Update here later.

UPDATE (1): 14th June, 2011. Frank’s speech should be available shortly. Apparently it does NOT address Taoiseach Kenny’s concerns but on the fringes of the event today, Frank gave an interview to RTE’s Southern Correspondent Paschal Sheehy which should be played on RTE’s News At One. I understand Frank noted Enda Kenny’s remarks and was determined to ensure defaulting borrowers did not acquire properties and said that the NAMA Act has provisions to guard against it.

UPDATE (2): 14th June, 2011. There was a 60-second statement by Frank during RTE’s News at One in which he said NAMA was unaware of defaulting debtors buying back their own property and the NAMA Act didn’t allow such transactions.

UPDATE (3): 14th June, 2011. It seems that the speech itself will not be released, which is a departure from previous NAMA practice.

UPDATE (1): 15th June, 2011. Having seen the NAMA presentation, which might be available in full later, the following is new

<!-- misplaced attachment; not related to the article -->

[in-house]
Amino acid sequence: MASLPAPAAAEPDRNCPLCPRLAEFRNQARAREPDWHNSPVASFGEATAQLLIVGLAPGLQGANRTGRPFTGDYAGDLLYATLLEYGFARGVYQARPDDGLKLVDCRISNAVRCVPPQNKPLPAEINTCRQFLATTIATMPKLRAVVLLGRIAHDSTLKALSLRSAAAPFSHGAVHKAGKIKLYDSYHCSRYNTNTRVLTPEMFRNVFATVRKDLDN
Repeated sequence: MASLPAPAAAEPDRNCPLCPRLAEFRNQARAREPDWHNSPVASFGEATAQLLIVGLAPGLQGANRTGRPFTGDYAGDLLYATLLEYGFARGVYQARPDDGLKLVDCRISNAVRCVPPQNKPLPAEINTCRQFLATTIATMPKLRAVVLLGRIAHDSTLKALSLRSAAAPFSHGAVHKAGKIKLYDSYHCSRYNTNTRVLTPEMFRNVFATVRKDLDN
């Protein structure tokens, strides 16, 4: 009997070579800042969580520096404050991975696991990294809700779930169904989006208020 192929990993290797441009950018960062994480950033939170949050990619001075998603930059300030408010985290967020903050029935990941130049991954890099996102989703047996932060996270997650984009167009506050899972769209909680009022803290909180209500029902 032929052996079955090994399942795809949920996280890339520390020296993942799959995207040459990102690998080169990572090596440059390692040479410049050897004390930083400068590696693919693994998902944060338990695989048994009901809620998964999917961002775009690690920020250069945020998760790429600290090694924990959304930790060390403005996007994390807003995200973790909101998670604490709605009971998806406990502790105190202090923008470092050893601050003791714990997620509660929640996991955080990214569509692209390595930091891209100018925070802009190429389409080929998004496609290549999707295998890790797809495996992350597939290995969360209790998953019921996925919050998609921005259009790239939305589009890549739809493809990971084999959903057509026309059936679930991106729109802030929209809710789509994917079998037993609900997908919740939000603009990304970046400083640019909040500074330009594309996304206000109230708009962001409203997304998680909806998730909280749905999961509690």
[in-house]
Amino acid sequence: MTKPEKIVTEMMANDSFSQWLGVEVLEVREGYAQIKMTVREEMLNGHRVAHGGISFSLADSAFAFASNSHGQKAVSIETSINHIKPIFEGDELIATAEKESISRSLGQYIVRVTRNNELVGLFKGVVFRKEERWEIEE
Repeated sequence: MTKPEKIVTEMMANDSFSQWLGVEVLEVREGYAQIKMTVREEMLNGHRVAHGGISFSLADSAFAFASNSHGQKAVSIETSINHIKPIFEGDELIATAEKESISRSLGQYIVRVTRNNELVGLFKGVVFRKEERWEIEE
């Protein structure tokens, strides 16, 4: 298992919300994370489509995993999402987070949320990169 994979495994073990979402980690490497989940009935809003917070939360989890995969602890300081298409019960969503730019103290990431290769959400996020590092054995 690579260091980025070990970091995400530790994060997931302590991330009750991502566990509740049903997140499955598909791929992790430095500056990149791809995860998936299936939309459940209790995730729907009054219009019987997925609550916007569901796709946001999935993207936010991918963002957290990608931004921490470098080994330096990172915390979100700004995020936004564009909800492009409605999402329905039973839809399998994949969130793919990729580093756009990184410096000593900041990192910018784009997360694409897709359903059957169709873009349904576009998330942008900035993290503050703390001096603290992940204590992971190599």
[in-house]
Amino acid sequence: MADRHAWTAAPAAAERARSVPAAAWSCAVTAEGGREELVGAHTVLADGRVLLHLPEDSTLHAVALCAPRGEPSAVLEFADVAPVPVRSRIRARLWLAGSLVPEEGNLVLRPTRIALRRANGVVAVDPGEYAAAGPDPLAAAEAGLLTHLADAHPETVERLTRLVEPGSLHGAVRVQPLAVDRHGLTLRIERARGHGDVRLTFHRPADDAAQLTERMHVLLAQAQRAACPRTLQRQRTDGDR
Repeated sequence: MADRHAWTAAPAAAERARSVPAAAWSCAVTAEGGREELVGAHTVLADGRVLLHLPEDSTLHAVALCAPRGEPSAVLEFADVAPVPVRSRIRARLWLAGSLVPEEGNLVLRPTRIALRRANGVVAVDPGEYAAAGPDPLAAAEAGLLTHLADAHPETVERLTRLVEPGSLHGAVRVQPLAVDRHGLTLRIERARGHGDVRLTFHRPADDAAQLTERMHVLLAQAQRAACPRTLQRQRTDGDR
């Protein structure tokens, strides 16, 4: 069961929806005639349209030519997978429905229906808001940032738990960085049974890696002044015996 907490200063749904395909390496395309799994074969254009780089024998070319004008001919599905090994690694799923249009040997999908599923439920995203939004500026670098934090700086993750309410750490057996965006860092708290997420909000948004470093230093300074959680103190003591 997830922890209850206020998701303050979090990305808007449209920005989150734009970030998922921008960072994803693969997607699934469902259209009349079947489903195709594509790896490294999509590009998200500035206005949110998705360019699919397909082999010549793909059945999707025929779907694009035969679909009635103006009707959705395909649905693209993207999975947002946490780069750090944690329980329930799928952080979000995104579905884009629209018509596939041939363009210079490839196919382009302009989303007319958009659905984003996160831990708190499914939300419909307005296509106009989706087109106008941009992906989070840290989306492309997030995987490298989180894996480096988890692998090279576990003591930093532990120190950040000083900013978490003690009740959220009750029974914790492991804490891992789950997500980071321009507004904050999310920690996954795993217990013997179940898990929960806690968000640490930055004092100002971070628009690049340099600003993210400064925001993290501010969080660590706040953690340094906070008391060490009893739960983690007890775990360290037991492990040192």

(1) NAMA has 140 staff and has a target of 200, that’s 50 up from previous reports
(2) NAMA has provided a breakdown of the €30bn of loans by territory, €18bn Ireland, €10bn UK, €1.6bn Europe and €0.6bn USA
(3) NAMA has said UK disposals will take place “sooner rather than later”
(4) NAMA says there is “incentivisation” for developers for meeting targets
(5) NAMA saved €300m through its due diligence efforts which only cost €29m and that €29m was recharged to the banks anyway
(6) There is a criticism of the banks – “Banks traumatised – overly cautious”
(7) Top 29 developers owe NAMA €34bn, and owe non-NAMA banks additional sums.
(8) During the boom, there was an over-reliance by banks on perceived value of personal guarantees
(9) NAMA is in some cases converting developers’ loans to non-interest bearing with back-end fee

UPDATE (2): 15th June, 2011. The full presentation is available here.